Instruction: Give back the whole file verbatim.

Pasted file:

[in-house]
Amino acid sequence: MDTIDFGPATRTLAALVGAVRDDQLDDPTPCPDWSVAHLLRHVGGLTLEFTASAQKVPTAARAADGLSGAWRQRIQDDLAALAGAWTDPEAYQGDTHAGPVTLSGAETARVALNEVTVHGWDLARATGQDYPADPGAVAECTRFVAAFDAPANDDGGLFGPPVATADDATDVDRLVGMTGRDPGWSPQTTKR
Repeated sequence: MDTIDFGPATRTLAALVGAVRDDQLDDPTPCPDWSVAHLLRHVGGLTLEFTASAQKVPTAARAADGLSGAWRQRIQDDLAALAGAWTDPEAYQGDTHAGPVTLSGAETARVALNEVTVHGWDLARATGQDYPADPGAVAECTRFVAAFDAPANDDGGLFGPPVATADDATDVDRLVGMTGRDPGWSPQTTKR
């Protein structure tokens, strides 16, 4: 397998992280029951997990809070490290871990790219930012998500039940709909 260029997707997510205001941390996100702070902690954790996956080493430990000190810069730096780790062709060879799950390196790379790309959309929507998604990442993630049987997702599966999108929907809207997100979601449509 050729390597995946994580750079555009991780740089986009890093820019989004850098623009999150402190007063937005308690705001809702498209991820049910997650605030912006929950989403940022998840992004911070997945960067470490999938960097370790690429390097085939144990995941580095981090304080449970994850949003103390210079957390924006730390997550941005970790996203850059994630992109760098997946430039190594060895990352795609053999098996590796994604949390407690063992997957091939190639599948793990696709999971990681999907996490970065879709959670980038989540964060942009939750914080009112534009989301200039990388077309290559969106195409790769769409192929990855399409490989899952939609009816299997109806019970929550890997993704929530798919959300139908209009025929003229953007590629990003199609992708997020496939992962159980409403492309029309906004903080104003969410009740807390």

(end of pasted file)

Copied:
[in-house]
Amino acid sequence: MDTIDFGPATRTLAALVGAVRDDQLDDPTPCPDWSVAHLLRHVGGLTLEFTASAQKVPTAARAADGLSGAWRQRIQDDLAALAGAWTDPEAYQGDTHAGPVTLSGAETARVALNEVTVHGWDLARATGQDYPADPGAVAECTRFVAAFDAPANDDGGLFGPPVATADDATDVDRLVGMTGRDPGWSPQTTKR
Repeated sequence: MDTIDFGPATRTLAALVGAVRDDQLDDPTPCPDWSVAHLLRHVGGLTLEFTASAQKVPTAARAADGLSGAWRQRIQDDLAALAGAWTDPEAYQGDTHAGPVTLSGAETARVALNEVTVHGWDLARATGQDYPADPGAVAECTRFVAAFDAPANDDGGLFGPPVATADDATDVDRLVGMTGRDPGWSPQTTKR
């Protein structure tokens, strides 16, 4: 397998992280029951997990809070490290871990790219930012998500039940709909 260029997707997510205001941390996100702070902690954790996956080493430990000190810069730096780790062709060879799950390196790379790309959309929507998604990442993630049987997702599966999108929907809207997100979601449509 050729390597995946994580750079555009991780740089986009890093820019989004850098623009999150402190007063937005308690705001809702498209991820049910997650605030912006929950989403940022998840992004911070997945960067470490999938960097370790690429390097085939144990995941580095981090304080449970994850949003103390210079957390924006730390997550941005970790996203850059994630992109760098997946430039190594060895990352795609053999098996590796994604949390407690063992997957091939190639599948793990696709999971990681999907996490970065879709959670980038989540964060942009939750914080009112534009989301200039990388077309290559969106195409790769769409192929990855399409490989899952939609009816299997109806019970929550890997993704929530798919959300139908209009025929003229953007590629990003199609992708997020496939992962159980409403492309029309906004903080104003969410009740807390």